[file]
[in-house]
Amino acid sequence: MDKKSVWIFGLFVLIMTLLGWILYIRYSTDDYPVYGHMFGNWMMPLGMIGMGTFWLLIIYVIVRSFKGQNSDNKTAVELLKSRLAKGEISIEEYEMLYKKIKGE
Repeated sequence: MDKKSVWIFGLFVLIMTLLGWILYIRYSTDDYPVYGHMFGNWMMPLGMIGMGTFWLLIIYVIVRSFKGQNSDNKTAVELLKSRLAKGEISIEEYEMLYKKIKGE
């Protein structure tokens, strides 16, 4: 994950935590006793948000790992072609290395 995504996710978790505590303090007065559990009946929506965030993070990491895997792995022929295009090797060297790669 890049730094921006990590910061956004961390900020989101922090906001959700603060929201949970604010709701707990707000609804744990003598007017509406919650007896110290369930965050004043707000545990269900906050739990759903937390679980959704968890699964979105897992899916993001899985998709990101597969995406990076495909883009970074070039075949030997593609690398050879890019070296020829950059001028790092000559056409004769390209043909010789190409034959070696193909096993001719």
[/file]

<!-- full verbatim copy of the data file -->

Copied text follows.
[in-house]
Amino acid sequence: MDKKSVWIFGLFVLIMTLLGWILYIRYSTDDYPVYGHMFGNWMMPLGMIGMGTFWLLIIYVIVRSFKGQNSDNKTAVELLKSRLAKGEISIEEYEMLYKKIKGE
Repeated sequence: MDKKSVWIFGLFVLIMTLLGWILYIRYSTDDYPVYGHMFGNWMMPLGMIGMGTFWLLIIYVIVRSFKGQNSDNKTAVELLKSRLAKGEISIEEYEMLYKKIKGE
């Protein structure tokens, strides 16, 4: 994950935590006793948000790992072609290395 995504996710978790505590303090007065559990009946929506965030993070990491895997792995022929295009090797060297790669 890049730094921006990590910061956004961390900020989101922090906001959700603060929201949970604010709701707990707000609804744990003598007017509406919650007896110290369930965050004043707000545990269900906050739990759903937390679980959704968890699964979105897992899916993001899985998709990101597969995406990076495909883009970074070039075949030997593609690398050879890019070296020829950059001028790092000559056409004769390209043909010789190409034959070696193909096993001719």